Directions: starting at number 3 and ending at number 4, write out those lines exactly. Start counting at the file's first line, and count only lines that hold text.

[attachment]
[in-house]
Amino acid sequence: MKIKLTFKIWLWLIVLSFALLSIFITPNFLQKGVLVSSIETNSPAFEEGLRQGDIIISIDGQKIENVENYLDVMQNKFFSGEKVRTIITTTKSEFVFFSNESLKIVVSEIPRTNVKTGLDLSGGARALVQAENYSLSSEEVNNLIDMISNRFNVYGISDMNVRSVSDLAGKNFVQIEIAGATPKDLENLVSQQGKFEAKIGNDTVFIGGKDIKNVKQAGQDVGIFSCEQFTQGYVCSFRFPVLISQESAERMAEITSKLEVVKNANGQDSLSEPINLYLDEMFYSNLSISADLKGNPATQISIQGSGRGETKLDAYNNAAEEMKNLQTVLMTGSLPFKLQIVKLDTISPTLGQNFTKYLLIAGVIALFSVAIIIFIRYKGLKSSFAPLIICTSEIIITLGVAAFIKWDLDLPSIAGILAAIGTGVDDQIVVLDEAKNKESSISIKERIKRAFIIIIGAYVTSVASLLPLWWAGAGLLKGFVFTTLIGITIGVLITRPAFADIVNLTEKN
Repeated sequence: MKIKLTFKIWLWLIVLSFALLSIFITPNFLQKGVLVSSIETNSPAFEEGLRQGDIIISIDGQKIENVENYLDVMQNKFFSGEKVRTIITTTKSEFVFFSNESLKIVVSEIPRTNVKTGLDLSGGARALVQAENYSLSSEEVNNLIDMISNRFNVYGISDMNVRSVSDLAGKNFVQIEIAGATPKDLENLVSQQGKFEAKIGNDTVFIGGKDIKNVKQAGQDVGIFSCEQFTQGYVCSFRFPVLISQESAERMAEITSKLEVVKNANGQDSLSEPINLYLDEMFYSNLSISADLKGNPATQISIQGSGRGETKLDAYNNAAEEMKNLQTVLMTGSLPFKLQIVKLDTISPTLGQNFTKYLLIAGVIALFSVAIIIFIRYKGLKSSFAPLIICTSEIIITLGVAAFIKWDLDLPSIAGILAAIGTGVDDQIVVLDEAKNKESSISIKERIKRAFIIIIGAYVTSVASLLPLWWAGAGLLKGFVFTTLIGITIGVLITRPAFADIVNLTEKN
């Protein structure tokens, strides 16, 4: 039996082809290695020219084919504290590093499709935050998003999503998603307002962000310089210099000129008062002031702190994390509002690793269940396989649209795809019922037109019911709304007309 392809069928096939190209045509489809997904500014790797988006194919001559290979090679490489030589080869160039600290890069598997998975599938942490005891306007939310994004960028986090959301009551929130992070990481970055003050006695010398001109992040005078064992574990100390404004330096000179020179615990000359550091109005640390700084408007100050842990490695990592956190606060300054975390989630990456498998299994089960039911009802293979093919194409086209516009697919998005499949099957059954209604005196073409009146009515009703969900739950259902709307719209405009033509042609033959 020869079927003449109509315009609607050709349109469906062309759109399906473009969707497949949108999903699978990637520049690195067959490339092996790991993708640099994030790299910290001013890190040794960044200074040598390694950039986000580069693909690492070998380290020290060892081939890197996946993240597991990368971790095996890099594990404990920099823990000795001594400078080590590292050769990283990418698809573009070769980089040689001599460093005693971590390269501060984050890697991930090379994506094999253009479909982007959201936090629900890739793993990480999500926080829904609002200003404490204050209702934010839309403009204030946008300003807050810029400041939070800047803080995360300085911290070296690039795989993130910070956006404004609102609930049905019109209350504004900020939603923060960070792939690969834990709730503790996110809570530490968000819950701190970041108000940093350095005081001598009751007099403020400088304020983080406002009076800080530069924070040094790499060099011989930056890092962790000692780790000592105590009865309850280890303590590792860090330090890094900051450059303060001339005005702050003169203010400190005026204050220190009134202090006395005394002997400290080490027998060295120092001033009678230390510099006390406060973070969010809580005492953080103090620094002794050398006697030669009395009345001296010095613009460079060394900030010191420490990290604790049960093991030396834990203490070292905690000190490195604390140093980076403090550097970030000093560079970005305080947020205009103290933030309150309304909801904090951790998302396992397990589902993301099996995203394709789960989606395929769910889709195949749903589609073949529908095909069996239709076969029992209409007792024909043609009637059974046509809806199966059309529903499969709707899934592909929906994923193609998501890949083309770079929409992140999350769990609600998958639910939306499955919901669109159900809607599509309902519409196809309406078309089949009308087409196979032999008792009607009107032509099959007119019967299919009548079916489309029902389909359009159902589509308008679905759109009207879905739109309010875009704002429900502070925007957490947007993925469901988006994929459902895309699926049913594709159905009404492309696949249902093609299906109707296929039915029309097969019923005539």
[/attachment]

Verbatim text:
Repeated sequence: MKIKLTFKIWLWLIVLSFALLSIFITPNFLQKGVLVSSIETNSPAFEEGLRQGDIIISIDGQKIENVENYLDVMQNKFFSGEKVRTIITTTKSEFVFFSNESLKIVVSEIPRTNVKTGLDLSGGARALVQAENYSLSSEEVNNLIDMISNRFNVYGISDMNVRSVSDLAGKNFVQIEIAGATPKDLENLVSQQGKFEAKIGNDTVFIGGKDIKNVKQAGQDVGIFSCEQFTQGYVCSFRFPVLISQESAERMAEITSKLEVVKNANGQDSLSEPINLYLDEMFYSNLSISADLKGNPATQISIQGSGRGETKLDAYNNAAEEMKNLQTVLMTGSLPFKLQIVKLDTISPTLGQNFTKYLLIAGVIALFSVAIIIFIRYKGLKSSFAPLIICTSEIIITLGVAAFIKWDLDLPSIAGILAAIGTGVDDQIVVLDEAKNKESSISIKERIKRAFIIIIGAYVTSVASLLPLWWAGAGLLKGFVFTTLIGITIGVLITRPAFADIVNLTEKN
């Protein structure tokens, strides 16, 4: 039996082809290695020219084919504290590093499709935050998003999503998603307002962000310089210099000129008062002031702190994390509002690793269940396989649209795809019922037109019911709304007309 392809069928096939190209045509489809997904500014790797988006194919001559290979090679490489030589080869160039600290890069598997998975599938942490005891306007939310994004960028986090959301009551929130992070990481970055003050006695010398001109992040005078064992574990100390404004330096000179020179615990000359550091109005640390700084408007100050842990490695990592956190606060300054975390989630990456498998299994089960039911009802293979093919194409086209516009697919998005499949099957059954209604005196073409009146009515009703969900739950259902709307719209405009033509042609033959 020869079927003449109509315009609607050709349109469906062309759109399906473009969707497949949108999903699978990637520049690195067959490339092996790991993708640099994030790299910290001013890190040794960044200074040598390694950039986000580069693909690492070998380290020290060892081939890197996946993240597991990368971790095996890099594990404990920099823990000795001594400078080590590292050769990283990418698809573009070769980089040689001599460093005693971590390269501060984050890697991930090379994506094999253009479909982007959201936090629900890739793993990480999500926080829904609002200003404490204050209702934010839309403009204030946008300003807050810029400041939070800047803080995360300085911290070296690039795989993130910070956006404004609102609930049905019109209350504004900020939603923060960070792939690969834990709730503790996110809570530490968000819950701190970041108000940093350095005081001598009751007099403020400088304020983080406002009076800080530069924070040094790499060099011989930056890092962790000692780790000592105590009865309850280890303590590792860090330090890094900051450059303060001339005005702050003169203010400190005026204050220190009134202090006395005394002997400290080490027998060295120092001033009678230390510099006390406060973070969010809580005492953080103090620094002794050398006697030669009395009345001296010095613009460079060394900030010191420490990290604790049960093991030396834990203490070292905690000190490195604390140093980076403090550097970030000093560079970005305080947020205009103290933030309150309304909801904090951790998302396992397990589902993301099996995203394709789960989606395929769910889709195949749903589609073949529908095909069996239709076969029992209409007792024909043609009637059974046509809806199966059309529903499969709707899934592909929906994923193609998501890949083309770079929409992140999350769990609600998958639910939306499955919901669109159900809607599509309902519409196809309406078309089949009308087409196979032999008792009607009107032509099959007119019967299919009548079916489309029902389909359009159902589509308008679905759109009207879905739109309010875009704002429900502070925007957490947007993925469901988006994929459902895309699926049913594709159905009404492309696949249902093609299906109707296929039915029309097969019923005539």